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After the Meltdown: Is Globalization Still Good for America?

Business globalization, foreign direct investment, and financial activities will all help pull the United States out of recession.

Is globalization still good for the U.S. economy? Jonathan Huneke, vice president for communications of the United States Council for International Business, said it is in an April speech to the Alaska World Affairs Council.

While GDP growth is recovering, unemployment levels are still climbing. Globally, the United States and Japan show the strongest signs of recovery, while China's growth is slightly stalling, and Europe is showing slow signs of a rebound. There's still a possibility for a double dip or W-shaped recession, but economist Robert Samuelson outlines positive signs that may dispute these predictions.

As of April, the United States added 162,000 nationwide, the greatest jump in three years. Companies have more cash than before the credit crunch. And more CEOs plan to expand their work forces over the next six months than to lay workers off.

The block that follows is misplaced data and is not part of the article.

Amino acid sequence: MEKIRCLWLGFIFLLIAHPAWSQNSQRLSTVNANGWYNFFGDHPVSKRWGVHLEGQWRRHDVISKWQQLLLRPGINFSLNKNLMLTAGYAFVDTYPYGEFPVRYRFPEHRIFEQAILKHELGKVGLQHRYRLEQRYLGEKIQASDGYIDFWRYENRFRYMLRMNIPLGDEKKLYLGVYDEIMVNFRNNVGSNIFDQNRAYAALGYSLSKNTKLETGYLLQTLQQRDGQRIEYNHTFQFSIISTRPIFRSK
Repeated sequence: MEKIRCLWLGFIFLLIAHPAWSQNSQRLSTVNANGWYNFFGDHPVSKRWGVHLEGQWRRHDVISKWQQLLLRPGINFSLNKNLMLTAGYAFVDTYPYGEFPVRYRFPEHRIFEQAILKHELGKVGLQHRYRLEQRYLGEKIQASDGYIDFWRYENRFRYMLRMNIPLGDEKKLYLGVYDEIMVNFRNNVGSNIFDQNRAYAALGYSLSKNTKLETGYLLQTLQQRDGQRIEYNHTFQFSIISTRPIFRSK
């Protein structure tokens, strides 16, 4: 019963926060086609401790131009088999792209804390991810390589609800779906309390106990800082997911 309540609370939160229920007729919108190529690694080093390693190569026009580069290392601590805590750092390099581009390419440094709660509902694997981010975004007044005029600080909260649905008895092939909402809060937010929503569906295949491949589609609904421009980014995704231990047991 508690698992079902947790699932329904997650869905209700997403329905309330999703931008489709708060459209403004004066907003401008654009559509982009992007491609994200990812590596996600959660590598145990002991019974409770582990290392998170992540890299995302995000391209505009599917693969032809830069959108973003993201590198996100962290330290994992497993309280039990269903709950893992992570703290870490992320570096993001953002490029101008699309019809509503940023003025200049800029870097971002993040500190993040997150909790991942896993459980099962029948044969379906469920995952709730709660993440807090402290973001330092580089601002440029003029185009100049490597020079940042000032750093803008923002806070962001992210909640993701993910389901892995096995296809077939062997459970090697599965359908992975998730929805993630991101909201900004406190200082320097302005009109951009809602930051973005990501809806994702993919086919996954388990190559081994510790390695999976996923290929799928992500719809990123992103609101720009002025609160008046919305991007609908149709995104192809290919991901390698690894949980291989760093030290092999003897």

The Council, which represents approximately 300 U.S. multinational corporations, global law firms, and industry associations, promotes open markets, competitiveness and innovation, sustainable development, and responsible business practices. It's also in support of President Obama's aggressive exports policy, as well as ratification of free trade agreements with Korea, Panama, and Colombia.

Foreign direct investment will be critical during this recovery period. In a study by Dartmouth Tuck School of Business Professor Matthew Slaughter, multinational corporations were not found to negatively affect the domestic economy through outsourcing or other practices. In fact, multinationals account for 20 percent of domestic employment, 25 percent of domestic output, 30 percent of capital investment, 45 percent of exports, and 75 percent of domestic research and development.

Overall, Huneke says harnessing FDI and foreign markets should be used to recoup jobs lost during the recession and bring back a robust business climate.

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